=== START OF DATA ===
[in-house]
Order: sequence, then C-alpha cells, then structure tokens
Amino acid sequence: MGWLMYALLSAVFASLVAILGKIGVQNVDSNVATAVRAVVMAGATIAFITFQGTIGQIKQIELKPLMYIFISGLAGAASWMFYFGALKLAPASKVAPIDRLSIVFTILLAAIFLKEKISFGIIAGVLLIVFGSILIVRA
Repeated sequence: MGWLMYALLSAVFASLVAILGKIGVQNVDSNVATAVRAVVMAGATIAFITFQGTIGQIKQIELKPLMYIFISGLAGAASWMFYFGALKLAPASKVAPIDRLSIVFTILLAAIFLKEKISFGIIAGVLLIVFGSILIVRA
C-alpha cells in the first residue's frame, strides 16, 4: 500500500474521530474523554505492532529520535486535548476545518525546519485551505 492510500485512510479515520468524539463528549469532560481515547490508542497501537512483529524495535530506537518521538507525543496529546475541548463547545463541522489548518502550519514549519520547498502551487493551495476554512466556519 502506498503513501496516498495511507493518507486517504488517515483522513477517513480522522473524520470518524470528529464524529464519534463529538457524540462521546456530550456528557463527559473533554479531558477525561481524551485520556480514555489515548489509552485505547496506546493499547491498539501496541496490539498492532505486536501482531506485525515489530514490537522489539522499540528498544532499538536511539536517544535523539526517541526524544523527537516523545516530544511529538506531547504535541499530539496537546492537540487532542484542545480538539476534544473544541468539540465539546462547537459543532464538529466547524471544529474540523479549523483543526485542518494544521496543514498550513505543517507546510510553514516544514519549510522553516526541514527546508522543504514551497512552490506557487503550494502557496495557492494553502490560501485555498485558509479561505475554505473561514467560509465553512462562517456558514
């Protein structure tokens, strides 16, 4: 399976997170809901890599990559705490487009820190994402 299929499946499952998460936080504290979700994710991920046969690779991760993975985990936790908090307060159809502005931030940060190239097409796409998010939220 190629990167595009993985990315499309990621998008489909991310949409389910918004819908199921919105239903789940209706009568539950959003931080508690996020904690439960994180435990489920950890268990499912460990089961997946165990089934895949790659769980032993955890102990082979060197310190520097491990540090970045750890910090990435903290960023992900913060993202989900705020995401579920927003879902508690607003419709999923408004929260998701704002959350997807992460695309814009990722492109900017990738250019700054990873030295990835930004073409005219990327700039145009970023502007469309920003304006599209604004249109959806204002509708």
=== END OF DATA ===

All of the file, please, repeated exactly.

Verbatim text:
[in-house]
Order: sequence, then C-alpha cells, then structure tokens
Amino acid sequence: MGWLMYALLSAVFASLVAILGKIGVQNVDSNVATAVRAVVMAGATIAFITFQGTIGQIKQIELKPLMYIFISGLAGAASWMFYFGALKLAPASKVAPIDRLSIVFTILLAAIFLKEKISFGIIAGVLLIVFGSILIVRA
Repeated sequence: MGWLMYALLSAVFASLVAILGKIGVQNVDSNVATAVRAVVMAGATIAFITFQGTIGQIKQIELKPLMYIFISGLAGAASWMFYFGALKLAPASKVAPIDRLSIVFTILLAAIFLKEKISFGIIAGVLLIVFGSILIVRA
C-alpha cells in the first residue's frame, strides 16, 4: 500500500474521530474523554505492532529520535486535548476545518525546519485551505 492510500485512510479515520468524539463528549469532560481515547490508542497501537512483529524495535530506537518521538507525543496529546475541548463547545463541522489548518502550519514549519520547498502551487493551495476554512466556519 502506498503513501496516498495511507493518507486517504488517515483522513477517513480522522473524520470518524470528529464524529464519534463529538457524540462521546456530550456528557463527559473533554479531558477525561481524551485520556480514555489515548489509552485505547496506546493499547491498539501496541496490539498492532505486536501482531506485525515489530514490537522489539522499540528498544532499538536511539536517544535523539526517541526524544523527537516523545516530544511529538506531547504535541499530539496537546492537540487532542484542545480538539476534544473544541468539540465539546462547537459543532464538529466547524471544529474540523479549523483543526485542518494544521496543514498550513505543517507546510510553514516544514519549510522553516526541514527546508522543504514551497512552490506557487503550494502557496495557492494553502490560501485555498485558509479561505475554505473561514467560509465553512462562517456558514
């Protein structure tokens, strides 16, 4: 399976997170809901890599990559705490487009820190994402 299929499946499952998460936080504290979700994710991920046969690779991760993975985990936790908090307060159809502005931030940060190239097409796409998010939220 190629990167595009993985990315499309990621998008489909991310949409389910918004819908199921919105239903789940209706009568539950959003931080508690996020904690439960994180435990489920950890268990499912460990089961997946165990089934895949790659769980032993955890102990082979060197310190520097491990540090970045750890910090990435903290960023992900913060993202989900705020995401579920927003879902508690607003419709999923408004929260998701704002959350997807992460695309814009990722492109900017990738250019700054990873030295990835930004073409005219990327700039145009970023502007469309920003304006599209604004249109959806204002509708």